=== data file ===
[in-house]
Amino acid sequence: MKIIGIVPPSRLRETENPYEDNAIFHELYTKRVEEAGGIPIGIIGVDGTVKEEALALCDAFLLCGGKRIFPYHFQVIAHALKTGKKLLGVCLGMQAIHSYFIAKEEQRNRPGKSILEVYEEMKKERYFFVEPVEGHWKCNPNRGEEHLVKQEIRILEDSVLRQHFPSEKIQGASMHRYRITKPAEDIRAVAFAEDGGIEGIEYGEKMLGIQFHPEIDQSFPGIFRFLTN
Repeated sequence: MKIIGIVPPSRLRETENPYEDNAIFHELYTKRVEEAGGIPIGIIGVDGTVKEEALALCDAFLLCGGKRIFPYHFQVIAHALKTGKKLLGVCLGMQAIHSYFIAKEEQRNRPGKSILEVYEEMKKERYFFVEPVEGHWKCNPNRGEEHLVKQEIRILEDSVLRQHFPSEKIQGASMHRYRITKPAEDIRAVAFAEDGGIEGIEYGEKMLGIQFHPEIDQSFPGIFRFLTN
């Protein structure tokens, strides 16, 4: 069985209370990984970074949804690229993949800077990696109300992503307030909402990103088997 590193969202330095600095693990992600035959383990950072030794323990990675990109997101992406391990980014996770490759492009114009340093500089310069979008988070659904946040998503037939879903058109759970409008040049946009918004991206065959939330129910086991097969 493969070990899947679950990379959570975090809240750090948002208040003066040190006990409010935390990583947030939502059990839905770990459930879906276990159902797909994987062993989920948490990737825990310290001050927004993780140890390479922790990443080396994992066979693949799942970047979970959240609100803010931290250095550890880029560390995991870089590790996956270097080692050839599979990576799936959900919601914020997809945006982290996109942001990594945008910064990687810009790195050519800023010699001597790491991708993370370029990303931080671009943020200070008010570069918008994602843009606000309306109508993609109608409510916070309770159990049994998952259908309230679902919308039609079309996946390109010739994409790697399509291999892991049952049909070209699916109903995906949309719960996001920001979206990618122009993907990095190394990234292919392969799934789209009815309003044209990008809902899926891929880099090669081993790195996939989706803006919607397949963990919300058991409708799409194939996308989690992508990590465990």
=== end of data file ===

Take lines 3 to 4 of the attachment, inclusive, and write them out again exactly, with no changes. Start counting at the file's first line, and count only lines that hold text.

Repeated sequence: MKIIGIVPPSRLRETENPYEDNAIFHELYTKRVEEAGGIPIGIIGVDGTVKEEALALCDAFLLCGGKRIFPYHFQVIAHALKTGKKLLGVCLGMQAIHSYFIAKEEQRNRPGKSILEVYEEMKKERYFFVEPVEGHWKCNPNRGEEHLVKQEIRILEDSVLRQHFPSEKIQGASMHRYRITKPAEDIRAVAFAEDGGIEGIEYGEKMLGIQFHPEIDQSFPGIFRFLTN
């Protein structure tokens, strides 16, 4: 069985209370990984970074949804690229993949800077990696109300992503307030909402990103088997 590193969202330095600095693990992600035959383990950072030794323990990675990109997101992406391990980014996770490759492009114009340093500089310069979008988070659904946040998503037939879903058109759970409008040049946009918004991206065959939330129910086991097969 493969070990899947679950990379959570975090809240750090948002208040003066040190006990409010935390990583947030939502059990839905770990459930879906276990159902797909994987062993989920948490990737825990310290001050927004993780140890390479922790990443080396994992066979693949799942970047979970959240609100803010931290250095550890880029560390995991870089590790996956270097080692050839599979990576799936959900919601914020997809945006982290996109942001990594945008910064990687810009790195050519800023010699001597790491991708993370370029990303931080671009943020200070008010570069918008994602843009606000309306109508993609109608409510916070309770159990049994998952259908309230679902919308039609079309996946390109010739994409790697399509291999892991049952049909070209699916109903995906949309719960996001920001979206990618122009993907990095190394990234292919392969799934789209009815309003044209990008809902899926891929880099090669081993790195996939989706803006919607397949963990919300058991409708799409194939996308989690992508990590465990």